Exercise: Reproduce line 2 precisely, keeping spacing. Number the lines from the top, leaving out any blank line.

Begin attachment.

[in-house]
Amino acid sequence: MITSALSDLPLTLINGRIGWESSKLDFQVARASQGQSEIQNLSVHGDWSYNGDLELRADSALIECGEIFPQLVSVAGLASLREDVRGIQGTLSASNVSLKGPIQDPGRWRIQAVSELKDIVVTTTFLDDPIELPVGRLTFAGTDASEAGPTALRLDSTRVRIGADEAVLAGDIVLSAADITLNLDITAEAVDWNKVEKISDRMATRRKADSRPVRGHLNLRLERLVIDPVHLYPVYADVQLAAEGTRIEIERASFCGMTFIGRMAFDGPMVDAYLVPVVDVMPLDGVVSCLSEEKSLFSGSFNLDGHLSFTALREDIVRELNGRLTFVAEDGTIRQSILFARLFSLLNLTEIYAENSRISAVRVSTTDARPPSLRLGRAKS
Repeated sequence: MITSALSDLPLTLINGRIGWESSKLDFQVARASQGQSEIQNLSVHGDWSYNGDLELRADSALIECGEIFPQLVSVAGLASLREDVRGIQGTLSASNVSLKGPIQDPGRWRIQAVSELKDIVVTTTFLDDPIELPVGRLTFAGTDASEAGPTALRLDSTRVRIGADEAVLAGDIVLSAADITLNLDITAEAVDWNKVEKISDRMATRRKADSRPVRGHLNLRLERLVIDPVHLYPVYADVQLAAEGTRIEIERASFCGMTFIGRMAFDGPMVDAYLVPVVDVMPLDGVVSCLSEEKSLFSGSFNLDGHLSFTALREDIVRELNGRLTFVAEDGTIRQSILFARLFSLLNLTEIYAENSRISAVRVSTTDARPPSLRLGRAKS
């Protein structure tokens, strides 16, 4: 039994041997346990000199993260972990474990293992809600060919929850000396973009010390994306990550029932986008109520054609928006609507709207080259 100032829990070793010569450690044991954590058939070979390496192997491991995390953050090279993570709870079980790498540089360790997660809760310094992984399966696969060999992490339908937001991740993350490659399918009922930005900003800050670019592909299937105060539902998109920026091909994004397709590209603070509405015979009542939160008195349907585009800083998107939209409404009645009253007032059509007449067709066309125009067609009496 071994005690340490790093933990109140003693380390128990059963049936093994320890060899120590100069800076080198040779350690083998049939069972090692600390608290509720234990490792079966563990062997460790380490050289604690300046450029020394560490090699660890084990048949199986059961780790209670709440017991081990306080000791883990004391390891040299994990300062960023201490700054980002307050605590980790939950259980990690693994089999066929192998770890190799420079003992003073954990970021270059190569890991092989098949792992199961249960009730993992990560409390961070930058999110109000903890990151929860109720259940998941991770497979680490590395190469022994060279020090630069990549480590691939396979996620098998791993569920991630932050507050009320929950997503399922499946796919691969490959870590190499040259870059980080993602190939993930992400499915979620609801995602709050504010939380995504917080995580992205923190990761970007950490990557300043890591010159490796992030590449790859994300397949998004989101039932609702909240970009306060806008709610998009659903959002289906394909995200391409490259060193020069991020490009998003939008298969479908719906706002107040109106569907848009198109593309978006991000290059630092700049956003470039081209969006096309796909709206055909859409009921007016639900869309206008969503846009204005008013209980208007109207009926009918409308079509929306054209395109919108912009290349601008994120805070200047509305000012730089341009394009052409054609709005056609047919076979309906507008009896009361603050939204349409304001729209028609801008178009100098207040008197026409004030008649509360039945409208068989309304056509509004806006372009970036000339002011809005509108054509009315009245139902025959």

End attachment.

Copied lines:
Amino acid sequence: MITSALSDLPLTLINGRIGWESSKLDFQVARASQGQSEIQNLSVHGDWSYNGDLELRADSALIECGEIFPQLVSVAGLASLREDVRGIQGTLSASNVSLKGPIQDPGRWRIQAVSELKDIVVTTTFLDDPIELPVGRLTFAGTDASEAGPTALRLDSTRVRIGADEAVLAGDIVLSAADITLNLDITAEAVDWNKVEKISDRMATRRKADSRPVRGHLNLRLERLVIDPVHLYPVYADVQLAAEGTRIEIERASFCGMTFIGRMAFDGPMVDAYLVPVVDVMPLDGVVSCLSEEKSLFSGSFNLDGHLSFTALREDIVRELNGRLTFVAEDGTIRQSILFARLFSLLNLTEIYAENSRISAVRVSTTDARPPSLRLGRAKS